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Inductance of hollow conductor (copper pipe)

  1. Feb 20, 2013 #1
    Hi Everyone,

    I'm working on some inductance calculations and was wondering if anyone knows of any formulas (or methods) to determine the inductance of a straight piece of copper pipe, if the ID, wall thickness, and length are known? The closest thing I have found so far was the inductance of a straight conductor but the formula assumes it is solid.

    Any help/pointers appreciated.

    Jason O
  2. jcsd
  3. Feb 20, 2013 #2

    Doing some snooping around, I found an equation which relates the inductance to the total Flux and current:

    [itex]L = \frac{\Phi}{i}[/itex]

    I also found an equation in my physics book, which gives the flux density at a point inside a cylindrical conductor, using this formula:

    [itex]B = \frac{\mu_0 i}{4r}[/itex]


    r is the radius inside the tube where the B field is to be calculated
    i is the current through the tube (assuming even current density distribution)

    I reasoned that I could calculate the total flux through the cross section by integrating B over the radius of the tube from a to b, assuming a is the inside radius, and b is the outside radius. So I got to this point here:

    [itex]\Phi = \frac {\mu_0 i}{4} \int ^{b}_{a}\frac{1}{r} dr = \frac {\mu_0 i}{4} [Ln(b) - Ln(a)][/itex]

    Combining the above result with the first equation, I get:

    [itex]L = \frac{\frac {\mu_0 i}{4} [Ln(b) - Ln(a)]}{i} = \frac {\mu_0}{4} [Ln(b) - Ln(a)][/itex]

    However, I'm pretty sure there is something wrong with this equation as it doesn't take into account the length of the hollow copper tube. Can anyone see what I did wrong here?

    Jason O
  4. Feb 21, 2013 #3
    Your equation yields "henry/meter" or inductance per unit length. Multiplying your answer by the length should give the actual inductance, assuming a mistake was not made in deriving it. The Ln(b) - ln(a) can be expressed as ln(b/a), which is dimensionless. The mu factor has units of henry/meter. So your answer is in henry/meter.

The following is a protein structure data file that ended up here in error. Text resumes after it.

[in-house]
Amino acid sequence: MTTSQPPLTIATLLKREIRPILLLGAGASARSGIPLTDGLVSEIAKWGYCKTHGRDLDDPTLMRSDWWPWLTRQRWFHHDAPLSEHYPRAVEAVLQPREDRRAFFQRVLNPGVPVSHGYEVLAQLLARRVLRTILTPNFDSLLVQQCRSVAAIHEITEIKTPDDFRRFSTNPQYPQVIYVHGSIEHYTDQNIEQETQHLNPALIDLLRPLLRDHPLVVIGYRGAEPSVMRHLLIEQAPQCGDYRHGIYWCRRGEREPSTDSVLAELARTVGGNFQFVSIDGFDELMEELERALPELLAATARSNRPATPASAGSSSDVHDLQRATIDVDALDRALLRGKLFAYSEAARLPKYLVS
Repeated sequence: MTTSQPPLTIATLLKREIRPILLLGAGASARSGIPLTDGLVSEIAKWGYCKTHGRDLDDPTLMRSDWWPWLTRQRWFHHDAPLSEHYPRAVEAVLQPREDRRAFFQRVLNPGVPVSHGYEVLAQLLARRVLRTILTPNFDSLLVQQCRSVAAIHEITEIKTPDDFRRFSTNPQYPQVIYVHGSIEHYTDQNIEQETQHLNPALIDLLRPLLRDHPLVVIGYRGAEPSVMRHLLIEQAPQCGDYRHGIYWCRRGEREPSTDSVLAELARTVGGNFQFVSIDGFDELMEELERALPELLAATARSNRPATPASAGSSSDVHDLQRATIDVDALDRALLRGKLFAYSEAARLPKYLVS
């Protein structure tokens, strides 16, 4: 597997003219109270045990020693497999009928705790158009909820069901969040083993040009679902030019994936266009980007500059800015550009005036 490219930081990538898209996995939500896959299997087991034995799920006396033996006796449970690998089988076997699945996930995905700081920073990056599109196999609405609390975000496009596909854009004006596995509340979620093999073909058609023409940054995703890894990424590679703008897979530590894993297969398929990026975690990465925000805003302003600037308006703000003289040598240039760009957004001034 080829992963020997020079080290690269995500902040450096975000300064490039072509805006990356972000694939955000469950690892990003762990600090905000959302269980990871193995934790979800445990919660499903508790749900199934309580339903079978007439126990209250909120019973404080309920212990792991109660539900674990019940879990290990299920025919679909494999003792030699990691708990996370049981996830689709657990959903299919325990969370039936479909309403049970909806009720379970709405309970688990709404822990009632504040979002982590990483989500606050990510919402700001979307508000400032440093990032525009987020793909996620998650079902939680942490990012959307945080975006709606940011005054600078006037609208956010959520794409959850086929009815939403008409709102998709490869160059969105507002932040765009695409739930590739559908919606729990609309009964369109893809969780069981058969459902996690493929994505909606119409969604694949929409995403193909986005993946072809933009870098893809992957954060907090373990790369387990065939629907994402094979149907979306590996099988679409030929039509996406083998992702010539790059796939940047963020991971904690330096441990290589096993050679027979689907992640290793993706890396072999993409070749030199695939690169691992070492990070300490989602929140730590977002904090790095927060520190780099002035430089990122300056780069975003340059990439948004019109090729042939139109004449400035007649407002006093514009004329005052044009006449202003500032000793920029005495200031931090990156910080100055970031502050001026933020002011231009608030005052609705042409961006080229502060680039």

5. Feb 21, 2013 #4
    Hi Claude,

    Thank you very much for the input. That does make sense now that I think about it.

    I did notice there was a booboo in one of the equations so I needed to redo it again.

    The equation for the magnetic field inside of a conductor is supposed to be

    [itex]B = \frac{\mu_0 i}{2\pi r}[/itex]

    Also, after asking around more about this problem, I was given an old Physics II exam where there was an expression derived for the B field inside any point in the hollow conducting tube. It looks different that the equation I came up with but here it is:

    [itex]B = \frac{\mu_0 i}{2\pi r}(\frac{r^2-a^2}{b^2-a^2})[/itex]


    r is the radius inside the tube where the B field is to be calculated
    i is the current through the tube (assuming even current density distribution)
    a = tube inner radius
    b = tube outer radius

    So, Integrating this from a to b to get the flux, I get:

    [itex]\Phi = \frac{-(2a^2Ln(a)-a^2(2Ln(b)+1)+b^2)i\mu_0}{4\pi(a^2-b^2)}[/itex]

    Dividing out the current, i to get the inductance per unit length, I get:

    [itex]L = \frac{-(2a^2Ln(a)-a^2(2Ln(b)+1)+b^2)\mu_0}{4\pi(a^2-b^2)}[/itex]

    Based on Claude's comment, I'll simple add a length term to specify the length of the tube. Also, rearranging terms to remove the minus sign and separate constants, I get this as my final equation:

    [itex]L = \frac{\mu_0l}{4\pi}\frac{2a^2Ln(a)-a^2(2Ln(b)+1)+b^2}{b^2-a^2}[/itex]

    So that is my final answer. If anyone sees any mistakes here, please let me know.

    Jason O
    Last edited: Feb 21, 2013
  6. Feb 23, 2013 #5
    Hi Jason

    You need to read up on "Skin effect"
    Try Google for starters.
    A pulse, or any high-frequency signal, tends to send current on the outer SURFACE of a conductor. Whether the "energy flow" is "inside" or "outside and guided by" the conductor is a question philosophers labour over!
    The upshot is the "inductance" (Henrys) is a function of how QUICK is the rate-of change!!

    The current is in the form of TRAVELLING WAVES surging back and forth along the conductor and (at hig hfrequency ) may reverse in DIRECTION with radius.

    You are right to use a hollow pipe as all the current (nearly all of it!) is on the
    SURFACE (good for lightning conductors too because of the ultra-fast pulses)

    Your pipe is not an inductor - it is a TRANSMISSION LINE with its own impedance, group and phase velocities.
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